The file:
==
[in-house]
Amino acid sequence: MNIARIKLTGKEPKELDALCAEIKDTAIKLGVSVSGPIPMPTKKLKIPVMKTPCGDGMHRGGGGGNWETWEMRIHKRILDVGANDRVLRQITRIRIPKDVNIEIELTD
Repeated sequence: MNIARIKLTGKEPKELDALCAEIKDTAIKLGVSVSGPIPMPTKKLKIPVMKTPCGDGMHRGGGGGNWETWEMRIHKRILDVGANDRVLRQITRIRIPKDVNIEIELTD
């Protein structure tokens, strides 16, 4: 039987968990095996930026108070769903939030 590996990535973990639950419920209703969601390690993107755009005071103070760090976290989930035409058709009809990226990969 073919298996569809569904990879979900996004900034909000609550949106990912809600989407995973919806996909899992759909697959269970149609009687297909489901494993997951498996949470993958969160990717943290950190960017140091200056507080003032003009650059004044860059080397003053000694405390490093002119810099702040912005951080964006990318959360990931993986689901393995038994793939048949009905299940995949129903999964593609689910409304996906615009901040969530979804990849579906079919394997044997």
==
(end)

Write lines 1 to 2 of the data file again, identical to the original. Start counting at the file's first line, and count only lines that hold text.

[in-house]
Amino acid sequence: MNIARIKLTGKEPKELDALCAEIKDTAIKLGVSVSGPIPMPTKKLKIPVMKTPCGDGMHRGGGGGNWETWEMRIHKRILDVGANDRVLRQITRIRIPKDVNIEIELTD